According to a research report featured in Physical Therapy “Stroke is the most prevalent cause of adult-onset disability in the United States." View our presentation to learn more about stroke
According to a research report featured in Physical Therapy “Stroke is the most prevalent cause of adult-onset disability in the United States." View our presentation to learn more about stroke therapy and robotic therapy devices.
According to a research report featured in Physical Therapy “ Stroke is the most prevalent cause of adult-onset disability in the United States. An estimated 5.8 million people who have had a stroke have residual neurological deficits.”
At 6 months post-stroke, most individuals recovering from stroke cannot incorporate their affected extremity into daily activities, which is likely to reduce the stroke survivor’s perceived quality of life
This presentation will discuss multiple forms of stroke therapy as well as how robotic therapy devices may be an adjunct or viable alternative to the delivery of intensive repetitive task practice therapy
This presentation will also discuss how robotic therapy devices can enhance hand or foot function recovery for stroke survivors
Repetitive task practice therapy has been proven to be successful. However, this therapy is extremely labor-intensive, costly and, unfortunately, can become very tedious for both the patient and the therapist. The following are reasons robotic therapy devices may be a viable option to repetitive task practice therapy:
Robotic therapy devices continue to improve in control, design and usability and may offer a viable solution to improving upper- and lower-extremity motor control and function
Robotic therapy devices relieve the demand on the therapist
These devices also provide more entertaining experience for the patient
Stroke rehabilitation literature indicates there is strong evidence to support the theory that intensity and task specificity are indicators of an effective stroke treatment program. In addition, training should be functional, meaningful, repetitive and challenging to the stroke survivor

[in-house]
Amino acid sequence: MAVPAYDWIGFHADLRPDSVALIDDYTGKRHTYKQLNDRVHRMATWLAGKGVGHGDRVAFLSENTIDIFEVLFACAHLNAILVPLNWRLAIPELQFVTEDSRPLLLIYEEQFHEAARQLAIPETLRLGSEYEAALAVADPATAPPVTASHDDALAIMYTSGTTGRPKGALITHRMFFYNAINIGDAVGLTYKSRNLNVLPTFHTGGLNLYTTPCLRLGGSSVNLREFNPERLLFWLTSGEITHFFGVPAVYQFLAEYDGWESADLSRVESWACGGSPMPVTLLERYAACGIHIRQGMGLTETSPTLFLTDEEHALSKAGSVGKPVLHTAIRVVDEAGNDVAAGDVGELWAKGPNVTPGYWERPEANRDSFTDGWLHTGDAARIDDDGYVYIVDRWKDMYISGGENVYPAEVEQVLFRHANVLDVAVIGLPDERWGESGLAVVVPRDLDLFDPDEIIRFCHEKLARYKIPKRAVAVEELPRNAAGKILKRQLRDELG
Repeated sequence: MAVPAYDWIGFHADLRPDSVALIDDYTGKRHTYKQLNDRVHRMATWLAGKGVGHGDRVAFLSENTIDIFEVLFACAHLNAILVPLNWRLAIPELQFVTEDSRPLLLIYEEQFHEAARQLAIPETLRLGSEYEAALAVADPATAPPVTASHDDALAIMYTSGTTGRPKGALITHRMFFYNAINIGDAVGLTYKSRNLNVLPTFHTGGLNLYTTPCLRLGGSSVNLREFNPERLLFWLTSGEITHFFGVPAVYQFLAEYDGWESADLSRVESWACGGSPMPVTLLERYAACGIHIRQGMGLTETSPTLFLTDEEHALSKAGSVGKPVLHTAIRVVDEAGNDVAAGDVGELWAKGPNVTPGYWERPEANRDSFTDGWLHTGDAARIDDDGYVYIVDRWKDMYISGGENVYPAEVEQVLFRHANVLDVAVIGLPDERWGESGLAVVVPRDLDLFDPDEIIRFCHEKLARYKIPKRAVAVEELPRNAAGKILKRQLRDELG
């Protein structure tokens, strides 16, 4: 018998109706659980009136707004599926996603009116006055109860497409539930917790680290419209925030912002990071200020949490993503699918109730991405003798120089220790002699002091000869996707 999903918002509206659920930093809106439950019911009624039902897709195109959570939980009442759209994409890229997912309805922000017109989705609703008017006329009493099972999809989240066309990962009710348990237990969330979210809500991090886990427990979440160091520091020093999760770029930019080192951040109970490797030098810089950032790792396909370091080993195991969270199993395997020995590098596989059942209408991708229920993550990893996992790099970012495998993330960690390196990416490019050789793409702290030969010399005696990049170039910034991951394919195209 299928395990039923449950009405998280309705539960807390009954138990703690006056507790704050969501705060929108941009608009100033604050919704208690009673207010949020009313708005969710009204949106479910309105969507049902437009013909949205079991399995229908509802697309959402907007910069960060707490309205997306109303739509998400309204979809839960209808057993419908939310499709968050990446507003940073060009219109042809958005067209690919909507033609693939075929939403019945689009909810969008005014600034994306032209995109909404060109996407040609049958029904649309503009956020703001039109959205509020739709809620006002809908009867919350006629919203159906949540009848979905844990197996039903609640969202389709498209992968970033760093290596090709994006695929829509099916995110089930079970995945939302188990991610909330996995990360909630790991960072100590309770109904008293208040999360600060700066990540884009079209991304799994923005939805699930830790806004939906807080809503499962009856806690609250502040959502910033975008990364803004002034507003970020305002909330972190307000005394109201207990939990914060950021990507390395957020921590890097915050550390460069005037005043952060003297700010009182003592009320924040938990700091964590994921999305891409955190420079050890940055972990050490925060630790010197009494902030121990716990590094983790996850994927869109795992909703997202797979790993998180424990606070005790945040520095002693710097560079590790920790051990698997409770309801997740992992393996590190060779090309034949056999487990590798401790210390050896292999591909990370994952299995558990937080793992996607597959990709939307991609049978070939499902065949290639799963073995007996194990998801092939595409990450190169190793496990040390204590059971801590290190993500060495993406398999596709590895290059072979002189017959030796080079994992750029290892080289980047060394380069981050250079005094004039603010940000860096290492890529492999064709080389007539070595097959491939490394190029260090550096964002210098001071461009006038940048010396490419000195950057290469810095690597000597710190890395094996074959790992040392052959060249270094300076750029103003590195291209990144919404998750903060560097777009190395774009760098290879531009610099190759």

These are characteristics of successful repetitive task practice interventions.
Despite there proven success, repetitive task practice therapies have not been widely implemented in their current form
These programs have not been implemented due to substantial obstacles including cost of delivery and limited duration of standard therapy sessions.
The use of robotic therapy devices as an effective method for delivery of repetitive task practice therapy is appealing because this approach may enhance the patient’s recovery process through increased intensity and specificity.
Robotic therapy devices provide consistent and precise therapy for extended periods of time without fatigue.
These devices focus on improving motor function by enhancing the patient’s active range of motion of the upper and lower extremities
Robotic therapy devices provide an increase in the quantity and quality of afferent information the patient receives and may facilitate motor learning or relearning
Ed Koeneman is COO and co-founder of Kinetic Muscles (KMI). KMI is a leading provider of products for stroke recovery. For more information about The Hand Mentor(TM) and Foot Mentor (TM) robotic therapy devices, visit http://www.kineticmuscles.com/.